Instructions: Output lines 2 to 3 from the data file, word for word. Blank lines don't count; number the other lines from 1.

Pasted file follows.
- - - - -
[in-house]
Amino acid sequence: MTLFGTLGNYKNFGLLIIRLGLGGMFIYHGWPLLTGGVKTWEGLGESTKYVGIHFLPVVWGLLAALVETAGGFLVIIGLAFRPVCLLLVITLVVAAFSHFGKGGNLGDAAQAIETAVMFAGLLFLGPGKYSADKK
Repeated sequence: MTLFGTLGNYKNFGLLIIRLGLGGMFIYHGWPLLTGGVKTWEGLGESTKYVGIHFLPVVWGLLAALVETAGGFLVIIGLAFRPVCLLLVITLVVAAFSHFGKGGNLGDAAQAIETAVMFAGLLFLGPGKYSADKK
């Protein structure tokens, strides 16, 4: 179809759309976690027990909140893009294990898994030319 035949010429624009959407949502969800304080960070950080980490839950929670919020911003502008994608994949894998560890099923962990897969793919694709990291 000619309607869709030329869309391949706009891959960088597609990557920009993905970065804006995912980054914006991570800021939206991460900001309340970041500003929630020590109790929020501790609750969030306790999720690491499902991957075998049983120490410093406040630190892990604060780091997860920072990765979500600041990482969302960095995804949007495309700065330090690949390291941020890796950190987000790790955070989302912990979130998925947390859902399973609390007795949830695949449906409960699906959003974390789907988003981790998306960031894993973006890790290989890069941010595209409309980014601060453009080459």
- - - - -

Amino acid sequence: MTLFGTLGNYKNFGLLIIRLGLGGMFIYHGWPLLTGGVKTWEGLGESTKYVGIHFLPVVWGLLAALVETAGGFLVIIGLAFRPVCLLLVITLVVAAFSHFGKGGNLGDAAQAIETAVMFAGLLFLGPGKYSADKK
Repeated sequence: MTLFGTLGNYKNFGLLIIRLGLGGMFIYHGWPLLTGGVKTWEGLGESTKYVGIHFLPVVWGLLAALVETAGGFLVIIGLAFRPVCLLLVITLVVAAFSHFGKGGNLGDAAQAIETAVMFAGLLFLGPGKYSADKK